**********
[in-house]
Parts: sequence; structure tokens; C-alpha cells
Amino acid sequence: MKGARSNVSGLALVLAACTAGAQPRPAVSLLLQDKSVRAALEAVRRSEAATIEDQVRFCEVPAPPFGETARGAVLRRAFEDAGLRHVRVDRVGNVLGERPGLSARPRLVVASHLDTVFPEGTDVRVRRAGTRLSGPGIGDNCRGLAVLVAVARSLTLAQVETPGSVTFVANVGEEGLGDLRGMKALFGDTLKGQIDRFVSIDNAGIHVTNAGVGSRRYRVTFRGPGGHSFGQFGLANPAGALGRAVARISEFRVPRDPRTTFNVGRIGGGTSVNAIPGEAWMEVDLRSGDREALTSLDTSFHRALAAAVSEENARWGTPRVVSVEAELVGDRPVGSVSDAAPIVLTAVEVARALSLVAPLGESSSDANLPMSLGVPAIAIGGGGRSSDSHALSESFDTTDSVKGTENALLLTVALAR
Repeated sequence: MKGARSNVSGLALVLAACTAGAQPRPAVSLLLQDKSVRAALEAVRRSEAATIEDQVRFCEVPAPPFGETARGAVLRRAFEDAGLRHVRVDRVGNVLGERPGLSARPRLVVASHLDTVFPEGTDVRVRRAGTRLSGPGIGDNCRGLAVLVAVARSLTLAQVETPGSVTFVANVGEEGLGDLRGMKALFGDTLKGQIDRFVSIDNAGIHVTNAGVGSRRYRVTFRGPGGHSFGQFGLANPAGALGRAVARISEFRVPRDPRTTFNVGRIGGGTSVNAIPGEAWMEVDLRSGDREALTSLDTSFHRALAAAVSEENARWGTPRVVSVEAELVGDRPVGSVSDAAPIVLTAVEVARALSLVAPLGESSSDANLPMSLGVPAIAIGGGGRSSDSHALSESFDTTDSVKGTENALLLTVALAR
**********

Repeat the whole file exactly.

[in-house]
Parts: sequence; structure tokens; C-alpha cells
Amino acid sequence: MKGARSNVSGLALVLAACTAGAQPRPAVSLLLQDKSVRAALEAVRRSEAATIEDQVRFCEVPAPPFGETARGAVLRRAFEDAGLRHVRVDRVGNVLGERPGLSARPRLVVASHLDTVFPEGTDVRVRRAGTRLSGPGIGDNCRGLAVLVAVARSLTLAQVETPGSVTFVANVGEEGLGDLRGMKALFGDTLKGQIDRFVSIDNAGIHVTNAGVGSRRYRVTFRGPGGHSFGQFGLANPAGALGRAVARISEFRVPRDPRTTFNVGRIGGGTSVNAIPGEAWMEVDLRSGDREALTSLDTSFHRALAAAVSEENARWGTPRVVSVEAELVGDRPVGSVSDAAPIVLTAVEVARALSLVAPLGESSSDANLPMSLGVPAIAIGGGGRSSDSHALSESFDTTDSVKGTENALLLTVALAR
Repeated sequence: MKGARSNVSGLALVLAACTAGAQPRPAVSLLLQDKSVRAALEAVRRSEAATIEDQVRFCEVPAPPFGETARGAVLRRAFEDAGLRHVRVDRVGNVLGERPGLSARPRLVVASHLDTVFPEGTDVRVRRAGTRLSGPGIGDNCRGLAVLVAVARSLTLAQVETPGSVTFVANVGEEGLGDLRGMKALFGDTLKGQIDRFVSIDNAGIHVTNAGVGSRRYRVTFRGPGGHSFGQFGLANPAGALGRAVARISEFRVPRDPRTTFNVGRIGGGTSVNAIPGEAWMEVDLRSGDREALTSLDTSFHRALAAAVSEENARWGTPRVVSVEAELVGDRPVGSVSDAAPIVLTAVEVARALSLVAPLGESSSDANLPMSLGVPAIAIGGGGRSSDSHALSESFDTTDSVKGTENALLLTVALAR